Not as great as Ghost World but a lot better than Art School Confidential. Woody Harrleson is great as Dan Clowes' mundane character Wilson as is Laura Dern as his ex-wife who doesn't know what she wants out of life. There are some laugh out loud moments in the movie but the film doesn't match the goofiness and almost non-linear story telling of the graphic novel.
I like Johnson as a filmmaker and suspect he is gonna succeed with his mid-level indies. But Wilson seems to arrive with a bit of baggage that it can't separate from. I could be wrong, but here we get three distinct Sundance templates in one film, a few interesting in their right but messily assembled. The middle section is most conventional, while the bookends upend it in interesting enough ways.
Wilson is not a very good movie, but I laughed a lot. By a comedy's standards, that suggests it succeeded at its most difficult hurdle, and it also helps that my love for misanthropic grumps is incredibly high. I admired its Curb Your Enthusiasm-esque convictions. But the third act dials back on humor and tone too much to wrap up cleanly, so much that I was just waiting for Luciano Michelini's "Frolic" to play us out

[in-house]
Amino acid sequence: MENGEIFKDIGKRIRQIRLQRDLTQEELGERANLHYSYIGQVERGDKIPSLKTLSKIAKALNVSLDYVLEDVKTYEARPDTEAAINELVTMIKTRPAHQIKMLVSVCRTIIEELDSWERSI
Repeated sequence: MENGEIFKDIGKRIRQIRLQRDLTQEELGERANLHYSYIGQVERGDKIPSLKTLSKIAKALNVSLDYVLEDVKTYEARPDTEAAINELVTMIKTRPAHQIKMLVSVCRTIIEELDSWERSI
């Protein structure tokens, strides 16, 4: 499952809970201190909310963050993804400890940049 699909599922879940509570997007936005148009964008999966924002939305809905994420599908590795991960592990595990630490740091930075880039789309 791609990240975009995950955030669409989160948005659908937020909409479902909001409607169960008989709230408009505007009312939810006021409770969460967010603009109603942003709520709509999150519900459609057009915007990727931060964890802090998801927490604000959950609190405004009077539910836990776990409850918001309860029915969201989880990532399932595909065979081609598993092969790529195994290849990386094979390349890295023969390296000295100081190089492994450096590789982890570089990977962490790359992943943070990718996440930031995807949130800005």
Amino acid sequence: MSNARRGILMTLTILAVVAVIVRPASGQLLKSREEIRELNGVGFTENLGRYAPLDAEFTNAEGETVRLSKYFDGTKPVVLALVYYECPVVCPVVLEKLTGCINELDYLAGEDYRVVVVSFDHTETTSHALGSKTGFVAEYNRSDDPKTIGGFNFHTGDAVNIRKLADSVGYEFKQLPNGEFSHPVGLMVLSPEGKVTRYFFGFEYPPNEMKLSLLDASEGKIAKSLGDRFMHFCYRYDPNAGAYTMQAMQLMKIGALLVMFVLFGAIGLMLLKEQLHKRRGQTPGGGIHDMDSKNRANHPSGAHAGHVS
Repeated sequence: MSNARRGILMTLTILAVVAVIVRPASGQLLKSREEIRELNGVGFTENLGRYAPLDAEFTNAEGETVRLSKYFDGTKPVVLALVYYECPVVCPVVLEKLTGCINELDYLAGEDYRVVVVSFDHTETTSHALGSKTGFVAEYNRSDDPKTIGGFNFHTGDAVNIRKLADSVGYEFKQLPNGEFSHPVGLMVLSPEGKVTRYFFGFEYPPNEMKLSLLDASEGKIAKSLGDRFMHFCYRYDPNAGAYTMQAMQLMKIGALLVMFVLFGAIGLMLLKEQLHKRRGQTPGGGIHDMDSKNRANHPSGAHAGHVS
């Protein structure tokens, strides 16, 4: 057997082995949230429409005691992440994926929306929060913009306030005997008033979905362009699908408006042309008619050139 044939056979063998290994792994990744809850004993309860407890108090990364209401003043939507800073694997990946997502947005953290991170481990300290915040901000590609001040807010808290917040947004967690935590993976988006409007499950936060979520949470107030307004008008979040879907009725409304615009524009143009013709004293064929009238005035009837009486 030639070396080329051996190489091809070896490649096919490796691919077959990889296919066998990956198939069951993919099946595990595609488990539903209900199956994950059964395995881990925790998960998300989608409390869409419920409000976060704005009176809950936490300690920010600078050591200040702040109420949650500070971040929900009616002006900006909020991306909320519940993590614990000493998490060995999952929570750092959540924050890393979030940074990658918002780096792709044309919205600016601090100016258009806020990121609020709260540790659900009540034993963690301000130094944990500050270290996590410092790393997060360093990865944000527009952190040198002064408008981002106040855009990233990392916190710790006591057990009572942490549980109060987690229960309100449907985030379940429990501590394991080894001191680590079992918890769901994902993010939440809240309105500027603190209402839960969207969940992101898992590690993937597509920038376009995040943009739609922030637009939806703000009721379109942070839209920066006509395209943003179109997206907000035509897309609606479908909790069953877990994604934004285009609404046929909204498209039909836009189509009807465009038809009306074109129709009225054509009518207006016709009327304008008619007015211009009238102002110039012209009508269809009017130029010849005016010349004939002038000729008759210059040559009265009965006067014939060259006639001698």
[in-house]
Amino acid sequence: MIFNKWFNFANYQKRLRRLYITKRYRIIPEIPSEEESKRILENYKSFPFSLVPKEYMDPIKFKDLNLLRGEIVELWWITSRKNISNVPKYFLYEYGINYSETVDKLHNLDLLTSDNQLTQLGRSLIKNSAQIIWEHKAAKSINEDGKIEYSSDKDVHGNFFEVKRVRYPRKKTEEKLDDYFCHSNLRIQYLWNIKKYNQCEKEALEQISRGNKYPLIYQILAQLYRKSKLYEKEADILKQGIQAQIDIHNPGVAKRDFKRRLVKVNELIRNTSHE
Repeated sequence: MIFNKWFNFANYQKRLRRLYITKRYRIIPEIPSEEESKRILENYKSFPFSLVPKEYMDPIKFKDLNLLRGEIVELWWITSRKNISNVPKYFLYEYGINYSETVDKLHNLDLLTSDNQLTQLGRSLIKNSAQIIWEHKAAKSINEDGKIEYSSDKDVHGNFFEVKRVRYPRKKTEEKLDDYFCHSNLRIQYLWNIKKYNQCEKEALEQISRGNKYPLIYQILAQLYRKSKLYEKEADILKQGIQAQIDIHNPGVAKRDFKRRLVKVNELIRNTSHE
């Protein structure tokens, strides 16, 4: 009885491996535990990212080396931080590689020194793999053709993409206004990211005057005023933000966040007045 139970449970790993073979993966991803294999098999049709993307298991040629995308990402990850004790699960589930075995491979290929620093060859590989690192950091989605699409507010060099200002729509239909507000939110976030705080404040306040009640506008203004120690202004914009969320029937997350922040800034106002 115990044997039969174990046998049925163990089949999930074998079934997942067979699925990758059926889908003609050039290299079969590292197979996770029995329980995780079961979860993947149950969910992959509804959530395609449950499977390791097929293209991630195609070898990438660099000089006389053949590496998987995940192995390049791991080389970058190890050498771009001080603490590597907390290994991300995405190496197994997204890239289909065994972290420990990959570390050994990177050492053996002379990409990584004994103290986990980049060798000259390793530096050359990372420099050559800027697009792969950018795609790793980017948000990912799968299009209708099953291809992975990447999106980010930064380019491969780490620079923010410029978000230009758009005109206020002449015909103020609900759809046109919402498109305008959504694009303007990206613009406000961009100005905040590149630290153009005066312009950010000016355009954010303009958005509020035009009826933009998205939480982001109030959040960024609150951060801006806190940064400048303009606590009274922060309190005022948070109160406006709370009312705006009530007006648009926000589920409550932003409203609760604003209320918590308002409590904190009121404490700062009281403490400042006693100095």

To say that the original WILSON is a graphic novel is something of a misrepresentation. It was a series of strips, redolent of PEANUTS. And the titular anti-hero struck me as a kind of grown-up depressive in the Charlie Brown mode. The screen Wilson, as rendered by Harrelson, is, well, hardly a depressive, strictly speaking. He is kind of a manic shoot-from-the-hip eccentric. He seems to be teaching us life lessons.